Graphic design is probably as old as man himself; the cave writings in Lascaux, France are 15,000 (or more) year old graphic designs. Illuminated manuscripts from the Medieval Period are graphic designs. Anything that uses pictures and symbols to communicate something is a graphic design.
In the last half of the twentieth century, graphic design moved from the drafting table to the computer. During this time of transition, computer skills were more important than design skills. Computerized graphic design programs were complicated and difficult for most people to use. If you were computer savvy, you could learn enough about design to find employment as a graphic designer without post-secondary education.
That's no longer true. In the 21st century, most people have some computer skills and graphic design programs are easier to use. The pendulum is swinging back toward the artistic expression of graphic design and it's very difficult to get a job as a graphic artist without at least some college education at a qualified graphic design school.
There are many types of graphic design educational programs available-certificate programs, associate degree programs, bachelor's degree programs and graduate programs. All of these programs have their pros and cons. The one that's best for you is the one that will enable you to meet your career goals. This article will compare several features of associate and bachelor's degree programs in order to help you choose the best program for you.
Cost: An associate degree program costs less than a bachelor's degree program. Partly, that is because you are paying for fewer years of education.
If you get your associate degree at a community college, the cost per credit will be lower than at any four-year college or university. (That may not be true of an associate degree program from a career or technical college. )
There are other less obvious cost advantages to an associate degree program, too. You can usually find one close to where you live, so you don't have relocation or campus housing expenses. Two years less education also means two years less book and other fees. And it means two years less lost work time.
Career path: You'll begin your career faster with an associate degree, and you'll probably qualify for the same jobs that a bachelor's degree graduate qualifies for.
There will probably come a time, however, when an associate degree graduate hits a career dead end; a point where you cannot advance any further without getting more education. Advanced professional positions and positions in management and education are usually closed to associate degree graduates.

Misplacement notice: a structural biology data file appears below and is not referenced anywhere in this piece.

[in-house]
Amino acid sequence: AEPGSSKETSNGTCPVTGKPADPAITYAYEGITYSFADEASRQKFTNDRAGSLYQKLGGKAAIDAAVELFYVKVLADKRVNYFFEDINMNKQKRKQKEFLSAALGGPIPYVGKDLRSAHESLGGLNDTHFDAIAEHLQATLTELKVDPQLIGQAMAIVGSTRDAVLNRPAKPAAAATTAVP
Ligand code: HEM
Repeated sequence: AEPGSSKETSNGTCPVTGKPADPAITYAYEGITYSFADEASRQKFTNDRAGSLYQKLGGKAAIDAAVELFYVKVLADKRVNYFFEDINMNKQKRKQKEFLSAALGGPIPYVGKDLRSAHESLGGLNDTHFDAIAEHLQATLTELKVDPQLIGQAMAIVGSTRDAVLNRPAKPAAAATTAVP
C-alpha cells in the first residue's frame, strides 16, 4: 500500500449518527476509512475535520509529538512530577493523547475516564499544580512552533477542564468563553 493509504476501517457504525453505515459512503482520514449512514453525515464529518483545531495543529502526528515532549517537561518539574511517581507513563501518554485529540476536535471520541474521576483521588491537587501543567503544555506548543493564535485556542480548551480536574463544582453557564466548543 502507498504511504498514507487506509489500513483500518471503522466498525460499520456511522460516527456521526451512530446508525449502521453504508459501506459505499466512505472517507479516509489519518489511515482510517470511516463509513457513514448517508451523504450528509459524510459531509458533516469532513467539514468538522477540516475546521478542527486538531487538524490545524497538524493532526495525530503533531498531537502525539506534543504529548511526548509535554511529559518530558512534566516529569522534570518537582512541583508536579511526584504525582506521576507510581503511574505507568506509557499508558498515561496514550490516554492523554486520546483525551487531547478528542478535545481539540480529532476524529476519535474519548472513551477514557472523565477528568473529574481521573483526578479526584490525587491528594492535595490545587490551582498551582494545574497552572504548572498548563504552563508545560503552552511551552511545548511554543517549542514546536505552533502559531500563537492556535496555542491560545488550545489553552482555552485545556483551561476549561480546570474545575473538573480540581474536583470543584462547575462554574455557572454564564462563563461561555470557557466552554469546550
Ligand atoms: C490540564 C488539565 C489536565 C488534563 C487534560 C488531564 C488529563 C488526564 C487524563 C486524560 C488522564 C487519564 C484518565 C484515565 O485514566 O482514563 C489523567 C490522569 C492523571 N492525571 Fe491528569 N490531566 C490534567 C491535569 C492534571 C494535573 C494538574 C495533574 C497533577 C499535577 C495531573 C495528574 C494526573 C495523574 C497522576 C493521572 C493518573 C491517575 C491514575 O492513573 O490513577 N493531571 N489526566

Because they can advance further in their careers, bachelor's degree graphic designers usually have higher lifetime earnings than those with associate degrees. The more education you have, the more money you are likely to earn.
Professional status: Unfairly and unfortunately, there is a negative stigma attached to having “only" an associate degree. Some employers believe that the best and brightest, most talented and smartest will attend a four year school and that if you didn't you are “less" than the best. It's not an accurate evaluation and it's not fair, but it is reality. If you have an associate degree and you are competing head-to-head with someone with a bachelor's degree, there's a good chance the job or project will go to the other guy. All other things being equal, education wins every time.
An associate degree program is usually focused and concentrates on skill acquisition, rather than developing a broad educational base. You can graduate with an associate degree and be a very good, very skilled, very talented graphic artist-but you do not have the scope of education that someone with a bachelor's degree does. All of those core educational courses in a bachelor's program are designed to broaden your mind and help you develop personally as well as professionally.
Perhaps most importantly, a bachelor's degree in graphic design gives you better tools for communicating with other professionals. Graphic design is all about communication, and being able to “speak the language" of other professional people is a distinct advantage.
Other things to consider:
You could choose a career path that begins with an associate degree, planning to get a bachelor's degree later. There are some good reasons to do this:
It costs less-if you plan right.
You can establish yourself in your career quickly, and get your bachelor's degree before you're ready for more advanced positions.
If you do plan to get a bachelor's degree later in your career, make sure that your associate degree classes will transfer to a four-year school. Some programs are not transferable and some others may only be partially transferable. You don't want to put the time and money into getting an associate degree and then have to start all over at the beginning when you are ready to pursue your bachelor's degree.
Whether you choose an associate degree or a bachelor's degree program, you'll enter an exciting, challenging profession that is continuing to evolve as new technologies become available. Graphic design is increasingly a part of our visually focused world, and as a result graphic artists are increasingly in demand. As a graphic designer you can work in almost any industry or you can develop your own business. Look at your career goals and at your personal situation and choose the program that will help you get where you want to be, that will help you achieve your professional goals.
Bill Long is the administrator of Graphic Arts Schools at http://www.graphic-arts-schools.com , a website offering resources for prospective graphic design artists.